Khalaf emerged from the original 20 contestants to present a winning range of dishes largely inspired by his Iraqi roots and was awarded the trophy by judges John Torode and Gregg Wallace.
Khalaf said: “I am absolutely in shock. I can’t believe it, it’s an incredible feeling. This show I have been watching since I was in school and to have gone from being a fan of the show to winning the thing – this is without a doubt the biggest achievement of my life.”
Wallace said: “Riyadh has always been flambouyant, he’s always shown creativity and he’s always been passionate. I think Riyadh’s cooking came of age today.”
Torode added: “You look at those three dishes and I thought they were restaurant quality. Some people just get better, their food finer but more importantly more and more delicious. A deserved winner.”
In the final episode, Khalaf, alongside fellow finalists Sir Matthew Pinsent and Sam Quek, had two hours to present a flawless three-course meal, cooked to the very highest standards to impress the judges.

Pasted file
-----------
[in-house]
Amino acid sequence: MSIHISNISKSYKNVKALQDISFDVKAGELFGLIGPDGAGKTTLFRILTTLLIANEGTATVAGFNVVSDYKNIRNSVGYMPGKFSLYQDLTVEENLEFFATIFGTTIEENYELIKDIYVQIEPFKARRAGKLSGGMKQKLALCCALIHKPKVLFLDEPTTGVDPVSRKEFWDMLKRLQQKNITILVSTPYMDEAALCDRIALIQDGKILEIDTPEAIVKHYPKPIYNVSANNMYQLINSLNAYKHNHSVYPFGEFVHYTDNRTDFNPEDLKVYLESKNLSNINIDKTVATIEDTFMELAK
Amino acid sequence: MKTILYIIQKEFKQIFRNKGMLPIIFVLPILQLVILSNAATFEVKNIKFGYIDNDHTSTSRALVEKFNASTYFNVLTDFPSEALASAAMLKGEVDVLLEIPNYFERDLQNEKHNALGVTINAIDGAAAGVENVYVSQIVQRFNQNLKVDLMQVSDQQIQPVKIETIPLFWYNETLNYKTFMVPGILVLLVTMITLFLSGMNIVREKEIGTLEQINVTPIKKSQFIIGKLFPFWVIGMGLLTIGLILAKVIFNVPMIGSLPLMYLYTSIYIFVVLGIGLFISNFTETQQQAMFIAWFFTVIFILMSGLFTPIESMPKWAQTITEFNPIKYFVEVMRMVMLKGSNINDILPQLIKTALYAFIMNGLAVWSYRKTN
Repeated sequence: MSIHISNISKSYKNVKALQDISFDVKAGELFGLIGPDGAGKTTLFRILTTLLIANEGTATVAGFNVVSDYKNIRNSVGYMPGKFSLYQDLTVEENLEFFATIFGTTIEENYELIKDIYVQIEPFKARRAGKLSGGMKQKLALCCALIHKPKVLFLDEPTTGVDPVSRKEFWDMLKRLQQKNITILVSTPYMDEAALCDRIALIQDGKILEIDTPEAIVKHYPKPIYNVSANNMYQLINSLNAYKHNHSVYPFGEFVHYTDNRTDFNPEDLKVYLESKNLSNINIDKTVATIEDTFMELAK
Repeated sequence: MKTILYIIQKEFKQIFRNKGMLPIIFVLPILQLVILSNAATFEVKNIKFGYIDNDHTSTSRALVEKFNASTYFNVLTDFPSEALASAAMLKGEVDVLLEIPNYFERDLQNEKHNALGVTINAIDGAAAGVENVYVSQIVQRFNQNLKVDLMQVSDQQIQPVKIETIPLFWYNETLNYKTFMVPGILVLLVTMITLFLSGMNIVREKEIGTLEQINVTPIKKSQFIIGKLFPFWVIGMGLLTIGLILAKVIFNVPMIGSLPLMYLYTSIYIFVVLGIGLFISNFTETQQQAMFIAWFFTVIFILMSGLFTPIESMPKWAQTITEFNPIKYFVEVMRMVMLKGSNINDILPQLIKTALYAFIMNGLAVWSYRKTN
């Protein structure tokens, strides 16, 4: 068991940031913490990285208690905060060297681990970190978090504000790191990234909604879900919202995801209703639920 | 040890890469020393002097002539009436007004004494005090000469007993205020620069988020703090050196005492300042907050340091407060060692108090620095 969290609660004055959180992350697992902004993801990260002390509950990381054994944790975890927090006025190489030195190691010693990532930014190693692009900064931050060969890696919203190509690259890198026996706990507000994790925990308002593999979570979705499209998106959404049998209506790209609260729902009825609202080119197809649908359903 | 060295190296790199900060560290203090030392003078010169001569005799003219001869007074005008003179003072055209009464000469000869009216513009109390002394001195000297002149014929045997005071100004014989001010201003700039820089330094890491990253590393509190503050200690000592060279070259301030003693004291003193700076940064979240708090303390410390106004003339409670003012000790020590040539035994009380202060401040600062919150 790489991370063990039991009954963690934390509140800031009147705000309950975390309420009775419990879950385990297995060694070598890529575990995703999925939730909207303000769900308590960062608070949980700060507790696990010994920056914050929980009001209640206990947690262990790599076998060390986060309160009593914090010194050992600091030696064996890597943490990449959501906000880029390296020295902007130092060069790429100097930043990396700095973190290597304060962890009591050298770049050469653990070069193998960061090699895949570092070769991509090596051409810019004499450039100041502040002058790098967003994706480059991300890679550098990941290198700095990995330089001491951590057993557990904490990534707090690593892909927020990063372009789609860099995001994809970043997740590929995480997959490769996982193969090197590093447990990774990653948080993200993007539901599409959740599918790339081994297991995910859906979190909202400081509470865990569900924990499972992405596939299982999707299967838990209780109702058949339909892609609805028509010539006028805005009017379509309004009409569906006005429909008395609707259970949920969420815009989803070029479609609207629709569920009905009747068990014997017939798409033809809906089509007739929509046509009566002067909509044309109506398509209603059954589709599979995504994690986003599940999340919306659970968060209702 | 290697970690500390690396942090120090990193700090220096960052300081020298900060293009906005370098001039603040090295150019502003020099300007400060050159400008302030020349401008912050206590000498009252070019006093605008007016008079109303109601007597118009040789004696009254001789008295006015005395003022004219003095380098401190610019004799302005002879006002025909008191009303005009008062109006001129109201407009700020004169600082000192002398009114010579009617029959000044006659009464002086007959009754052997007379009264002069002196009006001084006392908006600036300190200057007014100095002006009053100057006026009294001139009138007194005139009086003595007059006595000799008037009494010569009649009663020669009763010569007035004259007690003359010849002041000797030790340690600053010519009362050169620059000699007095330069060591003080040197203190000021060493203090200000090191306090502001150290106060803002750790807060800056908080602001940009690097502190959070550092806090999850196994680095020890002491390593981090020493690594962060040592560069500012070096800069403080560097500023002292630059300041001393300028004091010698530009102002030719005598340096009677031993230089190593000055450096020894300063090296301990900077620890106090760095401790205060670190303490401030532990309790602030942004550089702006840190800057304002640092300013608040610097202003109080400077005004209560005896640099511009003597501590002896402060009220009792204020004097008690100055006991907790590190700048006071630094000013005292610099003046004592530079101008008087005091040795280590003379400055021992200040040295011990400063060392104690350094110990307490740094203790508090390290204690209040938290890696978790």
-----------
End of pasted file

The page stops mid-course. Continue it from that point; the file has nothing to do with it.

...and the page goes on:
Khalaf's winning menu was a starter of monkfish scampi in beer batter with wild garlic mayonnaise and a lemon and onion seed garnish; a main course of beef fillet with port shallots, celeriac cream and a parmesan tuile; and to finish, white chocolate fondant with rhubarb poached in elderflower liqueur, topped with crumbled pistachio and edible flowers.
His fanbase was overjoyed.
To be fair, his creations looked delicious, as most viewers seemed to agree.
Quek blew the final by being late to finish, even though her combination of a starter of miso scallops, prawn done three ways and mango and passionfruit pavlova was overall judged a success by the judges, especially the "stunning" desert.
Pinsent created chicken ravioli to start with, followed by venison done two ways.
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